pandemic on farmers. Again, most of the money went to white farmers,
according to the Environmental Working Group (EWG), which found that
almost 97 percent of the funds in CFAP had been allocated to white
farmers. White farmers received on average eight times more from
those funds ($3,398) than the average black farmer ($422).
Boyd, president and founder of the National Black Farmers
Association, has said, in light of the generations of bias in USDA
programs and general bias and racism which caused black farmers to
lose their land and farms, that black farmers are on the brink of
extinction. They cannot survive under the conditions that have
prevailed over the past century. Biden's approximately $10 billion
rescue plan, about $5 billion of which will go to black farmers, is a
small step toward compensating them for the loss of their land and
the nation's right-wing politicians don't see it that way. Senator
Lindsay Graham, R-S.C., has raised the alarm bell, claiming that the
rescue of black and minority farmers is tantamount to reparations.
In doing so, he is paying his dues to the former president, who he
once criticized as of too low character to serve as president. Since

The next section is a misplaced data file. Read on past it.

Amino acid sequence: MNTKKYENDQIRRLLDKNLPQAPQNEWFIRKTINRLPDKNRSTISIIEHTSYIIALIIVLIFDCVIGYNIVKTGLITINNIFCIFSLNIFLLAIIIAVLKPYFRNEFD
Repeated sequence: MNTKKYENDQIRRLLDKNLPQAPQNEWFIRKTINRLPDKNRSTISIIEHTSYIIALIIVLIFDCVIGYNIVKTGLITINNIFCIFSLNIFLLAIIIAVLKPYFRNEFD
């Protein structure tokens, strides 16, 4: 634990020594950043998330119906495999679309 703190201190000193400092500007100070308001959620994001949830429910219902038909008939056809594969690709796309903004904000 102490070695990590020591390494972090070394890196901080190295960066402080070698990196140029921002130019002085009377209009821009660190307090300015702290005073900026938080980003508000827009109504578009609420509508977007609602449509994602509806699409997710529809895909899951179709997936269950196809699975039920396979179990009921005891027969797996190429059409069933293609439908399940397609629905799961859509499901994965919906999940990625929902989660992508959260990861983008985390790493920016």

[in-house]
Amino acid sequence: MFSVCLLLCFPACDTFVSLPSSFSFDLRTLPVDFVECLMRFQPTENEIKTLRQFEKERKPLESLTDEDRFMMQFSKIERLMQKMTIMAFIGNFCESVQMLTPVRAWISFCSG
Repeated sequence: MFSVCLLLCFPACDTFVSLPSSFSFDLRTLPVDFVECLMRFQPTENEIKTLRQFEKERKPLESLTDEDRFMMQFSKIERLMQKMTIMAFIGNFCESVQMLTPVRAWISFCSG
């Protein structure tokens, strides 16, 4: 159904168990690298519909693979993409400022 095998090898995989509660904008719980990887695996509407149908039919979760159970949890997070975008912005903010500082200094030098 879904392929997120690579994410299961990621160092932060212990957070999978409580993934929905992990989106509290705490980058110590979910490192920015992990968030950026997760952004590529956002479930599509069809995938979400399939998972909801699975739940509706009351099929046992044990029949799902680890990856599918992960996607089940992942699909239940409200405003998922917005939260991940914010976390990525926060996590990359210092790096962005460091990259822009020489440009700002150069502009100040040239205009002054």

then, he has become one of the former president's most vocal
sycophants. In denouncing the Biden rescue plan, he likely believes
that he is doing the bidding of Trump, whose racist impulses would
never consider a plan like Biden's.
farmers and ranchers have a tough time staying on the land and
producing the food that we eat, but there are plenty of them who will
not give up, no matter what the obstacles they face. The main one,
though, remains structural racism and its odious results. The
lawsuits that have been initiated on behalf of some white farmers
certainly demonstrate the difficulty that the U.S. has in coming
face-to-face with its racist past. It is the nation's racist present
that is the problem and it is clear to anyone who will look with a
national apology for the treatment of black citizens and all
minorities is due and reparations need to follow. There will be
reconciliation if there is goodwill among the dominant classes, then
followed by reparations, in whatever form they take. Some committees
and commissions exist now that have drawn up proposals for
reparations, but there is yet to be such an agency of the Congress or
any of the state legislatures. Biden is prepared to support a
"study" of reparations, but the form it will take has yet
to be revealed.
by the response to Biden's rescue plan for black farmers, however,
the subject of reparations will be very touchy. The response we're
seeing, lawsuits based on “reverse discrimination,” are
likely only the tip of the iceberg of racism, when it comes to paying
for past crimes. The longer these crimes are suppressed in the
history and myths of “American exceptionalism,” the more
virulent will be the infections that eventually will surface. Better
to face facts and the truth now.
BlackCommentator.com Columnist, John
Funiciello, is a former newspaper reporter and labor organizer, who
lives in the Mohawk Valley of New York State. In addition to labor
work, he is organizing family farmers as they struggle to stay on the
land under enormous pressure from factory food producers and land
Mr. Funiciello and BC.